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10 Facts About the Father of Country Music

Megan Branch, Intern

For many people, country music has always been a crossover genre. Artists like Taylor Swift, Reba McEntire and the late Johnny Cash are able to tread the line between popular and country music, with hits that please the ears of the thirteen-year-old next door and your grandmother. What most people may not know is that Swift, McEntire, Cash and a whole slew of other performers, including Louis Armstrong, owe much of their success to Jimmie Rodgers. In his new book, Meeting Jimmie Rodgers: How America’s Original Roots Music Hero Changed the Pop Sounds of a Century, Barry Mazor chronicles Rodgers’ life and career up until his unfortunate death from tuberculosis at the age of thirty-five. Then Mazor goes on to detail Rodgers’ far-reaching influence that continues even now, almost 80 years since his death. Below, from Meeting Jimmie Rodgers, are 10 of the most interesting things about the father of country music you may not have known.

1. He ran away from home to join a traveling show:
“By the age of twelve, Jimmie had attempted to stage a tent carnival of his own, and even took it on the road locally […] Soon after, he ran away from home with a medicine show, having convinced the management, based on his amateur ‘experience,’ that he was a professional performer.”
2. He had a voice like no one else:
“…[Y]ou always knew—literally—where he was coming from. The speech from which his singing extended was Mississippi speech, not just in references, but also in sound. On record, his accent is particularly light, sweet, and most of all present—not diluted or eradicated […] he rather charmingly loses a few middle-of-the-word r’s to rhyme a very liquid barrel with gal…”

3. He raised a huge amount of money for the Red Cross during the Depression:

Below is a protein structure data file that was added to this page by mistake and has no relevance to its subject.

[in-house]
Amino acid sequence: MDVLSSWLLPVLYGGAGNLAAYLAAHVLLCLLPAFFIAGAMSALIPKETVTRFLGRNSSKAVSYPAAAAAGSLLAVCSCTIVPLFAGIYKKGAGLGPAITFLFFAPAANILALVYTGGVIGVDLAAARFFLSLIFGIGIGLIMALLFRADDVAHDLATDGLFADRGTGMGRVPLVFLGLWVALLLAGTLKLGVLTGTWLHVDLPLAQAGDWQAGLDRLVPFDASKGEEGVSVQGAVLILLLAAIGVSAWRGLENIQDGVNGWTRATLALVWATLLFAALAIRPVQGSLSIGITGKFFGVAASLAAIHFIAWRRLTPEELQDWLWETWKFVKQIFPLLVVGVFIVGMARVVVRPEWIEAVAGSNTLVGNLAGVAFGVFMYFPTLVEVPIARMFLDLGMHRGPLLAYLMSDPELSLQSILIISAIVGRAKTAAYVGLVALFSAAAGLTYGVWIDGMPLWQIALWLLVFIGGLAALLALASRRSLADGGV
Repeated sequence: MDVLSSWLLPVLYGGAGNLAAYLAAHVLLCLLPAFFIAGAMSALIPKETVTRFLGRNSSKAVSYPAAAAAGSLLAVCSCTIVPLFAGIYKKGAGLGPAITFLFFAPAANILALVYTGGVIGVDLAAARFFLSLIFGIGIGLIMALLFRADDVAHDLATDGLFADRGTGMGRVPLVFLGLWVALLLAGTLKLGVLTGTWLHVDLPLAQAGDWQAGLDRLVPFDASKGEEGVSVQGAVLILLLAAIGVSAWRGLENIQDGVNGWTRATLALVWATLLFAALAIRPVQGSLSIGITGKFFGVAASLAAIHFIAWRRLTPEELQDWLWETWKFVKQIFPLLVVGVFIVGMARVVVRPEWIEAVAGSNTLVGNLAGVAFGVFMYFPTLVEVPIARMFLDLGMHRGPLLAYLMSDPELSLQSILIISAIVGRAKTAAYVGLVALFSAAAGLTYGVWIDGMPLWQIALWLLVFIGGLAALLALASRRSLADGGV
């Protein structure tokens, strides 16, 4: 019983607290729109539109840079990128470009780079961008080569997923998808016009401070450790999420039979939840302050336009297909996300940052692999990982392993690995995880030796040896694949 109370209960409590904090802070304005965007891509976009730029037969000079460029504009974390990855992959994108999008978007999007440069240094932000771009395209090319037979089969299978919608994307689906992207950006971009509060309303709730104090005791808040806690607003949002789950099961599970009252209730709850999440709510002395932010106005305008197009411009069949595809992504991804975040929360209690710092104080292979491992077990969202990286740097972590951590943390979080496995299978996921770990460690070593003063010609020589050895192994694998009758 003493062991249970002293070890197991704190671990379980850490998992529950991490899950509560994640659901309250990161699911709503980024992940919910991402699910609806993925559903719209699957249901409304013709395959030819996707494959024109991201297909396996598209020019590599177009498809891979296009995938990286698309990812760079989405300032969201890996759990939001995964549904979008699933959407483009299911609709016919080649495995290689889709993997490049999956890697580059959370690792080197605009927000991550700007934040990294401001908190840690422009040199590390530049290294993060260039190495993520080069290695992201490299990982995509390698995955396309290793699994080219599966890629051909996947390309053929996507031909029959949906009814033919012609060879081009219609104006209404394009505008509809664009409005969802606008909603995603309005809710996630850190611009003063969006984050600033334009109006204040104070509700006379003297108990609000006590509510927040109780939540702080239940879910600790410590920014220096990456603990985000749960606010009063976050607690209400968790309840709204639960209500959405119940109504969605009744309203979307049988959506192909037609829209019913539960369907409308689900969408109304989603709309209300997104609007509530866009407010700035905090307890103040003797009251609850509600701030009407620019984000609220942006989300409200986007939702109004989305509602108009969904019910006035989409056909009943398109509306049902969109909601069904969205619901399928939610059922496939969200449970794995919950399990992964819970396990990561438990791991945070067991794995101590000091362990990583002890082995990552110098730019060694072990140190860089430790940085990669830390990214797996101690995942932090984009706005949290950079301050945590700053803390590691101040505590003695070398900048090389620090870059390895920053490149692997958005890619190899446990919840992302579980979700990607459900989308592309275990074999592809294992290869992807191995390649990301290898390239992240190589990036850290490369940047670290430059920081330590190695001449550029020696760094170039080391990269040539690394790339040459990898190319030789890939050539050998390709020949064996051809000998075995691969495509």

“[Will] Rogers, Rodgers, and crew flew from town to town across Texas and up into Oklahoma, pulling in unprecedented amounts of cash for relief…every dime going to the Red Cross for food and basics like vegetable seeds, so families could stay fed.”

4. BB King is a fan:
“‘My aunt was a kind of collector of music of her time,’ King recalls […] ‘But of the many [records] she had, Jimmie Rodgers was one of my own favorites […] I never tried to yodel—though he was good at that.’”

5. He didn’t stick to only one style of music:
“There would be Peer-produced Jimmie Rodgers recordings featuring Hawaiian bands, jazz bands, country stringbands, pop orchestras, protocowboy and Texas string contingents, and also those groundbreaking sessions with African-American musicians from Louis Armstrong to the Louisville Jug Band.”

6. He inspired many imitators:
“After the unmistakable success of the first blue yodel, ‘T for Texas,’ brazen imitators immediately started to appear, matching the blue yodeling on their records as closely as possible to the original…Many were utterly inconsequential; many only good enough to be recalled in their context…”

7. He made songs his own:
“Slim Bryant recalls how Jimmie changed precisely one line of ‘Mother, the Queen of My Heart,’[…]Jimmie wrote the line ‘I knew I was wrong from the start’ near the end—the whole function of which is to make the storyteller’s own reaction to the story the emotional punch line of the tale.”

8. He had first-hand experience with tragedy:
Songwriter Steve Forbert “focuses on the traumatic winter of 1923 when Jimmie and Carrie’s baby daughter, June Rebecca, died. Jimmie took off for points West for months, then returned to Meridian and received the formal diagnosis of tuberculosis—which, by then, he had surely understood was coming.”

9. He is in our “musical DNA”:
“And while there is no credible evidence that any actual cattle workers had ever yodeled in the moonlight, after Jimmie Rodgers developed this cowboy theme, legions of screen and recording cowboys were going to be doing it until people across the world thought yodeling cowboys were history, not fantasy.”

10. He inspired women, too:
Tanya Tucker, a “famously, singularly, affectingly earthy country heroine—born, it seems in retrospect, to tackle Jimmie Rodgers songs head-on—took the unmitigated yet, as she proved, still timely sentiment of Jimmie’s ‘Daddy and Home’ to the upper reaches of the country charts in 1988, after having fought to make it a single. Tanya Tucker was born in the late ‘50s but had been raised on Rodgers music.”

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